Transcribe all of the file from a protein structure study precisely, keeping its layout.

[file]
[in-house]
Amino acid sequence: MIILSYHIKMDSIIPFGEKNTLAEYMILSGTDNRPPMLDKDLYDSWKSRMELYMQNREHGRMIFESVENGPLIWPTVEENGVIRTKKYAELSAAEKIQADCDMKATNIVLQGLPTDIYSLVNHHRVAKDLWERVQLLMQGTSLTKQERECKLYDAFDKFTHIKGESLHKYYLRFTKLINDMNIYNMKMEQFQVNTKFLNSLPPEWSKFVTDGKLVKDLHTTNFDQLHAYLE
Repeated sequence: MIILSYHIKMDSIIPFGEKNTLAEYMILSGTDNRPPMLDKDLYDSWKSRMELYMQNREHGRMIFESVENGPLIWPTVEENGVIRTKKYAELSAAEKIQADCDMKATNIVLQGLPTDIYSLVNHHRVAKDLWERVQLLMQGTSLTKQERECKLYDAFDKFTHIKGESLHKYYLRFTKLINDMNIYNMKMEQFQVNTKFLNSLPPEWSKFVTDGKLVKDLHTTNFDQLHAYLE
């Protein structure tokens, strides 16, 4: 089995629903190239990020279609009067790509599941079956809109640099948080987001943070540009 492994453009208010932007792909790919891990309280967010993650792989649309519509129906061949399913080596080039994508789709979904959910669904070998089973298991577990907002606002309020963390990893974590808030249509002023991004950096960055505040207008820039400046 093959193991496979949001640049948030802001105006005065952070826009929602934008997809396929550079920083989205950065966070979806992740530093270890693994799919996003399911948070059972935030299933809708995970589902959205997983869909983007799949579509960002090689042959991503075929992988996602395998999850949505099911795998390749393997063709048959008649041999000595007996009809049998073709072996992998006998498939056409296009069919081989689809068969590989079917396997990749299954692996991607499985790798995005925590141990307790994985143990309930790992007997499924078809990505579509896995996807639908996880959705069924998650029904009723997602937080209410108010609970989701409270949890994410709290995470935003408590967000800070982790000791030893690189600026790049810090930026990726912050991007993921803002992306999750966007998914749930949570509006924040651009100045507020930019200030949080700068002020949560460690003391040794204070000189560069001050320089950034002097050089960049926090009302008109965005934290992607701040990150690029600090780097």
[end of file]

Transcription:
[in-house]
Amino acid sequence: MIILSYHIKMDSIIPFGEKNTLAEYMILSGTDNRPPMLDKDLYDSWKSRMELYMQNREHGRMIFESVENGPLIWPTVEENGVIRTKKYAELSAAEKIQADCDMKATNIVLQGLPTDIYSLVNHHRVAKDLWERVQLLMQGTSLTKQERECKLYDAFDKFTHIKGESLHKYYLRFTKLINDMNIYNMKMEQFQVNTKFLNSLPPEWSKFVTDGKLVKDLHTTNFDQLHAYLE
Repeated sequence: MIILSYHIKMDSIIPFGEKNTLAEYMILSGTDNRPPMLDKDLYDSWKSRMELYMQNREHGRMIFESVENGPLIWPTVEENGVIRTKKYAELSAAEKIQADCDMKATNIVLQGLPTDIYSLVNHHRVAKDLWERVQLLMQGTSLTKQERECKLYDAFDKFTHIKGESLHKYYLRFTKLINDMNIYNMKMEQFQVNTKFLNSLPPEWSKFVTDGKLVKDLHTTNFDQLHAYLE
């Protein structure tokens, strides 16, 4: 089995629903190239990020279609009067790509599941079956809109640099948080987001943070540009 492994453009208010932007792909790919891990309280967010993650792989649309519509129906061949399913080596080039994508789709979904959910669904070998089973298991577990907002606002309020963390990893974590808030249509002023991004950096960055505040207008820039400046 093959193991496979949001640049948030802001105006005065952070826009929602934008997809396929550079920083989205950065966070979806992740530093270890693994799919996003399911948070059972935030299933809708995970589902959205997983869909983007799949579509960002090689042959991503075929992988996602395998999850949505099911795998390749393997063709048959008649041999000595007996009809049998073709072996992998006998498939056409296009069919081989689809068969590989079917396997990749299954692996991607499985790798995005925590141990307790994985143990309930790992007997499924078809990505579509896995996807639908996880959705069924998650029904009723997602937080209410108010609970989701409270949890994410709290995470935003408590967000800070982790000791030893690189600026790049810090930026990726912050991007993921803002992306999750966007998914749930949570509006924040651009100045507020930019200030949080700068002020949560460690003391040794204070000189560069001050320089950034002097050089960049926090009302008109965005934290992607701040990150690029600090780097």